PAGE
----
Shiga Kogen is the largest ski resort area in Japan. The 19 separate resorts are interconnected so one can ski from one to another. Owen and I on Wednesday just kept going left and found 6 different runs, including a course that was part of the 1998 Olympic downhill run.
It has snowed everyday we have been up here. The photo below shows the kids digging out our car in the parking lot of the hotel. We were worried that in late March there would be a lack of snow, but there has to be over a meter of snow. It reminds me of my growing up in the Upper Peninsula of Michigan. The squeak of the tire on the snow and ice covered roads and the quiet that comes with falling snow, brought me right back to my youth.
The entire mountain range is part of the Joshin’estu-kogen (kogen means highlands) National Park. The Shiga Kogen ski resorts are about 50 kilometers north of the town of Nagano and 250 northwest of Tokyo. The more famous Hakuba ski resorts are close by and cater to foreigners more than Shiga Kogen. That means there are much less people here and some of the slopes are nearly empty, especially the ones further away from the hotels. English is not spoken here much so it helps to have some bilingual people in your party. Our hotel is Japanese-style with the rooms consisting of tatami mats and us sleeping on futons. The food is excellent but mostly Japanese cuisine. They also have a public bath as the bathrooms in the rooms are those plastic “trailer” type so going to the “onsen” is much more comfortable, except for the fact one is nude with possibly strangers.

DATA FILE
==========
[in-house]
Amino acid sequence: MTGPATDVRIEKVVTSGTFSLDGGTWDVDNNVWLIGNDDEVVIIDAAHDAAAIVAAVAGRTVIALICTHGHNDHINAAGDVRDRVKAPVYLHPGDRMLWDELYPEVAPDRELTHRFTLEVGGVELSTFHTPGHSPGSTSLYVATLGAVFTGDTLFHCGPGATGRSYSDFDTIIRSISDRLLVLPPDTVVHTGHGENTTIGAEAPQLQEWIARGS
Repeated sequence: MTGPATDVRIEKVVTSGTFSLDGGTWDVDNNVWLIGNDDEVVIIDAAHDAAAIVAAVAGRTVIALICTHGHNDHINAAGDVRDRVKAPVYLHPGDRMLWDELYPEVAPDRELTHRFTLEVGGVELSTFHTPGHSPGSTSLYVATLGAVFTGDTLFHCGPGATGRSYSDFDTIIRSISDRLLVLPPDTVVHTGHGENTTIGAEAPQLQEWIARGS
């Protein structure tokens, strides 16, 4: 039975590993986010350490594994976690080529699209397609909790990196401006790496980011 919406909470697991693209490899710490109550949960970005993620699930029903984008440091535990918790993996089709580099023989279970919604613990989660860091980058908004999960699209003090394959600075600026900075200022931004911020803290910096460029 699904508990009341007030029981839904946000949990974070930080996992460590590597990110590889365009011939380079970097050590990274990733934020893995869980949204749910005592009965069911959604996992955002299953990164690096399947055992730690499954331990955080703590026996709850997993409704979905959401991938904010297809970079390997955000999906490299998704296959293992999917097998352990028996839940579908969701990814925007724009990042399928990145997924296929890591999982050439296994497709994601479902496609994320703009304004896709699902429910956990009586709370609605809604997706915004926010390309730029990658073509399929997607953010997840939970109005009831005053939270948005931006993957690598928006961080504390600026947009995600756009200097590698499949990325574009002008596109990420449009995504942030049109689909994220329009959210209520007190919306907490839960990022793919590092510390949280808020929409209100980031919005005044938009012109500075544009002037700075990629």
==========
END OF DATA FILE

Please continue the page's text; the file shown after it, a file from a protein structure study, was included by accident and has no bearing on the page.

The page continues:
Most importantly for me, the kids are having a wonderful time. We are with two other families and they are having a grand time together, staying in the rooms, skiing both during the morning with lessons and free skiing in the afternoon and evenings. We are planning to go see the famous “snow monkeys” on our way back home. Last night at dinner there was a big commotion when they spotted a monkey coming down from a branch and walking across a snow bank. It is so strange to see monkeys in cold weather as I associate them with the tropics. There are a variety of runs, mostly beginning and intermediate so it is perfect skiing conditions.
Nadia does not ski but yesterday she went with the other adults on a snowshoe hike to a lake. It was a good workout and the scenery was stunning- an absolute winter wonderland! I only got to ski one day as I am still recovering from my accident on last week’s ski trip with the students. My left lower leg was swollen after a day on the slopes, which indicated that I came back a bit too early. I was the support team for the kids while getting a chance to work on my doctoral classes.
I will be sad to leave “winter” and head back to spring in Osaka. It is so nice to live in a country with the four seasons. The mix of beaches, forests, cities and mountains makes travel within Japan interesting.